I want to add columns that represent counts from other tables.

I have 3 tables.


MessageID    User      Message      Topic
1            Tom       Hi           ball
2            John      Hey          book
3            Mike      Sup          book
4            Mike      Ok           book


Topic      Title     Category1    Category2
ball       Sports    Action       Hot
book       School    Study        Hot


starID     Topic
1          ball
2          book
3          book
4          book

I want to end up with:


Topic    Title     StarCount    UserCount    MessageCount
ball     Sports    1            1            1
book     school    3            2            3

So basically I want to attach 3 columns with counts of unique values (number of stars given within each topic, unique users who have messages within topic, and the number of unique messages in each topic).

I want to eventually be able to filter on the categories (look in both columns) as well.

Also, I want to eventually sort by the counts that I join. Example, I'm going to have a button that sorts by "number of stars" by ascending order, or sort by "number of users" by descending order, etc.

I've tried adapting other people's answers and I can't get it to work properly.

1 Answer 1

  count(distinct s.starID) as StarCount,
  count(distinct m.User) as UserCount,
  count(distinct m.messageID) as MessageCount
  Topics t
  left join Messages m ON m.Topic = t.Topic
  left join Stars_Given s ON s.Topic = t.Topic
group by

Sql Fiddle

Or, you can perform the aggregation in sub-queries, which will likely be more efficient if you have a substantial amount of data in the tables:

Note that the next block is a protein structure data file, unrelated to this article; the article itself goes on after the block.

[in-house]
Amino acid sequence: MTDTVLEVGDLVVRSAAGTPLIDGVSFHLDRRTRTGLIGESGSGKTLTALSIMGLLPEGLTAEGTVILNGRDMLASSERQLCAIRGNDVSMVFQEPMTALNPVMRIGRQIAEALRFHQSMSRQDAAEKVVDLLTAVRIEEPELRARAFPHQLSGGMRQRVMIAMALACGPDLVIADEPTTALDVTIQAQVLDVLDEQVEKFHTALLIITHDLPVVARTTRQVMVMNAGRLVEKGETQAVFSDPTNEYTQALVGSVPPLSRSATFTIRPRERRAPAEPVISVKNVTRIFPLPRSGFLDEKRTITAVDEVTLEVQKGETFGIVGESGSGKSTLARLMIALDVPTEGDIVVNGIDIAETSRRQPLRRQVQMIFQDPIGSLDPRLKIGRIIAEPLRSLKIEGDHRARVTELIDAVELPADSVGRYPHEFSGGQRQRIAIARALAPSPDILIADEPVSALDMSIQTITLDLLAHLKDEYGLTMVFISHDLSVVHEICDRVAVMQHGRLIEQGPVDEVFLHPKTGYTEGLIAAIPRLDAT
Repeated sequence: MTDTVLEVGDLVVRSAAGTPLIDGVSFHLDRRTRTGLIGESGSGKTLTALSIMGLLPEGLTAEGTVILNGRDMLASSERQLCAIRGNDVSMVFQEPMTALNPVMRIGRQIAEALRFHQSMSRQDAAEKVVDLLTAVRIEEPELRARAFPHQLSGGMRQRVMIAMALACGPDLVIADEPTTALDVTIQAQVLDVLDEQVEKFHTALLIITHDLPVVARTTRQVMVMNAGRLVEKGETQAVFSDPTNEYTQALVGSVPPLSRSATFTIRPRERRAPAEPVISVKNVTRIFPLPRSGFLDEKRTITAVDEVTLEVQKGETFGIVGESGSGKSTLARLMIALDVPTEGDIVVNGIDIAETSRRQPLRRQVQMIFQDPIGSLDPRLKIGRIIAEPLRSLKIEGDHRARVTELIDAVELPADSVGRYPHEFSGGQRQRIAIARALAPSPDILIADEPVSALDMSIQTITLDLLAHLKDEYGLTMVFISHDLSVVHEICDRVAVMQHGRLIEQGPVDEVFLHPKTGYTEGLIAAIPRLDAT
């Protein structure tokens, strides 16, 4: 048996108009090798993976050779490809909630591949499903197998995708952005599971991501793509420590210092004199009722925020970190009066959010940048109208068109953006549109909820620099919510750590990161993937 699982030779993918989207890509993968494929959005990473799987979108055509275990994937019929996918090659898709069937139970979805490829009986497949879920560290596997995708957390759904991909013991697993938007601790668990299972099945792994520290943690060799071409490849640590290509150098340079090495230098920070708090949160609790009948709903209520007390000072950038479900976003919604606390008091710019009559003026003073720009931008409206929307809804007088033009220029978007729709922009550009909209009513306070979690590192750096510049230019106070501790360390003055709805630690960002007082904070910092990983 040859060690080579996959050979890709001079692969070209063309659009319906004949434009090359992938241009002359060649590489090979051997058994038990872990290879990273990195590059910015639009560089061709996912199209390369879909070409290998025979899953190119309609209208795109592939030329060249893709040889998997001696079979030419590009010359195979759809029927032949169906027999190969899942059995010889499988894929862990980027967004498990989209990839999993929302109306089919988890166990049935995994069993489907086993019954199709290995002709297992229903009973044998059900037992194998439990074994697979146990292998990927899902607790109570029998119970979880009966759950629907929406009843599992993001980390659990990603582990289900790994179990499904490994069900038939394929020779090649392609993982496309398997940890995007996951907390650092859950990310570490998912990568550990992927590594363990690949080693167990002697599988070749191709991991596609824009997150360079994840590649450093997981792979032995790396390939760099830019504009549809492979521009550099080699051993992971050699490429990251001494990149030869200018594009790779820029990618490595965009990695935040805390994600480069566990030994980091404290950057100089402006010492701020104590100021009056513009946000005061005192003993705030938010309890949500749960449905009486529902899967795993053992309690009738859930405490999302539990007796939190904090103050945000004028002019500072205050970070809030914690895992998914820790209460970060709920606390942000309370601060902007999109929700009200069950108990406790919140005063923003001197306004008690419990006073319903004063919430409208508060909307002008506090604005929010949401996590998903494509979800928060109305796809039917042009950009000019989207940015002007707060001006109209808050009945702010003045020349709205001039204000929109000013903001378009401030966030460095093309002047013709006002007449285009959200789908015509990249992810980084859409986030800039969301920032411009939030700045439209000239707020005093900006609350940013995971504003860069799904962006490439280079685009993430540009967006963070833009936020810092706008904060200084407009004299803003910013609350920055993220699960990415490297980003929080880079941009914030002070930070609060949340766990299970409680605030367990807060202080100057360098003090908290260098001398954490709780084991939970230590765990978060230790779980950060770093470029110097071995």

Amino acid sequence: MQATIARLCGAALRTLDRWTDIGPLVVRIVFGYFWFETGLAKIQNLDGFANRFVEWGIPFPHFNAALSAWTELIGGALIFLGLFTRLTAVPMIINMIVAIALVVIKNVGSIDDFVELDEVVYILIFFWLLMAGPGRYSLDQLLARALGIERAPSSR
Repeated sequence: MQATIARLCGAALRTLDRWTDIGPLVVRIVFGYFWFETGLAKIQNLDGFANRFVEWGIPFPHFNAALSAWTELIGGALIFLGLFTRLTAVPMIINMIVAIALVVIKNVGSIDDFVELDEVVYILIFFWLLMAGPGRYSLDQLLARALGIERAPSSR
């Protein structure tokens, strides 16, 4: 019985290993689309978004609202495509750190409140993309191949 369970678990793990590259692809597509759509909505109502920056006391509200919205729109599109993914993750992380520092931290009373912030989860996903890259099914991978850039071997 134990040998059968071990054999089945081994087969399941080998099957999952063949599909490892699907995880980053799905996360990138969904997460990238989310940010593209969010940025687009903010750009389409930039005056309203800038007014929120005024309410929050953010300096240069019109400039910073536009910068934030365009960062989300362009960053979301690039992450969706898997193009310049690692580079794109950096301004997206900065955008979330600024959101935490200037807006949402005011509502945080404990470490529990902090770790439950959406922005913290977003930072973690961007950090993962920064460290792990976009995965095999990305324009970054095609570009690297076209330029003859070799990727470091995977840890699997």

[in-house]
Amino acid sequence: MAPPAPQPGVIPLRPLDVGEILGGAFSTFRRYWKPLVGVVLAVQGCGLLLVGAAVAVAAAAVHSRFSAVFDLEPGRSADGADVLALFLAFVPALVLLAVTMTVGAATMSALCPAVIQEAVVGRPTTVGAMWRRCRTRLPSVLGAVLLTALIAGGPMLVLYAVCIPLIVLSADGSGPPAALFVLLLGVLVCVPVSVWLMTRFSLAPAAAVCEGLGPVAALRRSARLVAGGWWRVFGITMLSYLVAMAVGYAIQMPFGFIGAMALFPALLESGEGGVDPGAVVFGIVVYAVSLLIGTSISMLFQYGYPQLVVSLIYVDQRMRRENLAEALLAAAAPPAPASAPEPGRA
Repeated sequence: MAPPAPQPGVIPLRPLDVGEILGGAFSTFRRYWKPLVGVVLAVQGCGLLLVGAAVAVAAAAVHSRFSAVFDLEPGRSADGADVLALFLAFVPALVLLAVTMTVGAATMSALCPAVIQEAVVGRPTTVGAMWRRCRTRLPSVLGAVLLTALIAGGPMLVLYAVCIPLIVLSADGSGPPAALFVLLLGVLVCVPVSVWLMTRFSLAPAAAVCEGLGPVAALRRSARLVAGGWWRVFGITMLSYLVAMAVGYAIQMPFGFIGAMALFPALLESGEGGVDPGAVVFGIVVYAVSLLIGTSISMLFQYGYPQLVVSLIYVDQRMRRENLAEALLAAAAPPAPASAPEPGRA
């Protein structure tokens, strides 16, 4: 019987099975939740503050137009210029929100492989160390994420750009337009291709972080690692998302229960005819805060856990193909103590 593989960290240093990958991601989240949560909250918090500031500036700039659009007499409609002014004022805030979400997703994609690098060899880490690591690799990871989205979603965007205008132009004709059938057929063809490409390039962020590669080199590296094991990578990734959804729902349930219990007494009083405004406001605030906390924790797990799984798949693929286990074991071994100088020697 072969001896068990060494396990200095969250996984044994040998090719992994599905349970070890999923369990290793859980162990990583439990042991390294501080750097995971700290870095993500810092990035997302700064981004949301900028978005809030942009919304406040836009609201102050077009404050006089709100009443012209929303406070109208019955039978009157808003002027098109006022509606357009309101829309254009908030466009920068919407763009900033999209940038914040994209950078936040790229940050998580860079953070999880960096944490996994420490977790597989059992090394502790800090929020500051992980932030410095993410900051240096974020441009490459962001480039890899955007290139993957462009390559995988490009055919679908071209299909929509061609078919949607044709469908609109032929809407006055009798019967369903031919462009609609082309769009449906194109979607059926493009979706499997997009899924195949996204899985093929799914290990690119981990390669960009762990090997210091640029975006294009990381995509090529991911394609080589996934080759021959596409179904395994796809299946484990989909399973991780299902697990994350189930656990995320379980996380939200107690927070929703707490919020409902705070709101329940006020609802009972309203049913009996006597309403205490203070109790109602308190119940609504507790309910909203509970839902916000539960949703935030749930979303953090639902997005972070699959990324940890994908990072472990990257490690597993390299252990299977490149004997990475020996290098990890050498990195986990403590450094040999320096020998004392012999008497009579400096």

Topics t
  left join (
      count(distinct User) as UserCount,
      count(*) as MessageCount
    from Messages
    group by Topic
  ) m ON m.Topic = t.Topic
  left join (
      count(*) as StarCount
    from Stars_Given 
    group by Topic
  ) s ON s.Topic = t.Topic

Sql Fiddle

  • s.starID appears to be unique, so you shouldn't need a distinct on that column (but it's not 100% from the question) Mar 11, 2013 at 21:48
  • 6
    @MattBusche The distinct is needed in the first query because the joins to the multiple tables will throw off the counts without it (3 becomes 9). Mar 11, 2013 at 22:01
  • 5
    I was not aware you could use DISTINCT inside COUNT. Thank You. Sep 6, 2013 at 0:19
  • 2
    @Tom count(s.starID) won't count the number of unique values for s.starID... instead, this gives you the number of non-null values for starID before the grouping is applied. If you were to remove the grouping from the first SQL fiddle query, you'll see that there are 9 rows for Topic = 'book' and Title = 'School'... so unless distinct is added to the count, you'll instead be counting the number of rows with non-null values rather than the number of unique values. Nov 13, 2015 at 17:22
  • 4
    The use of DISTINCT in COUNT make difference in my queries with multiple LEFT JOINs. Thanks @MichaelFredrickson Jun 22, 2016 at 8:25

Your Answer

By clicking “Post Your Answer”, you agree to our terms of service and acknowledge you have read our privacy policy.

Not the answer you're looking for? Browse other questions tagged or ask your own question.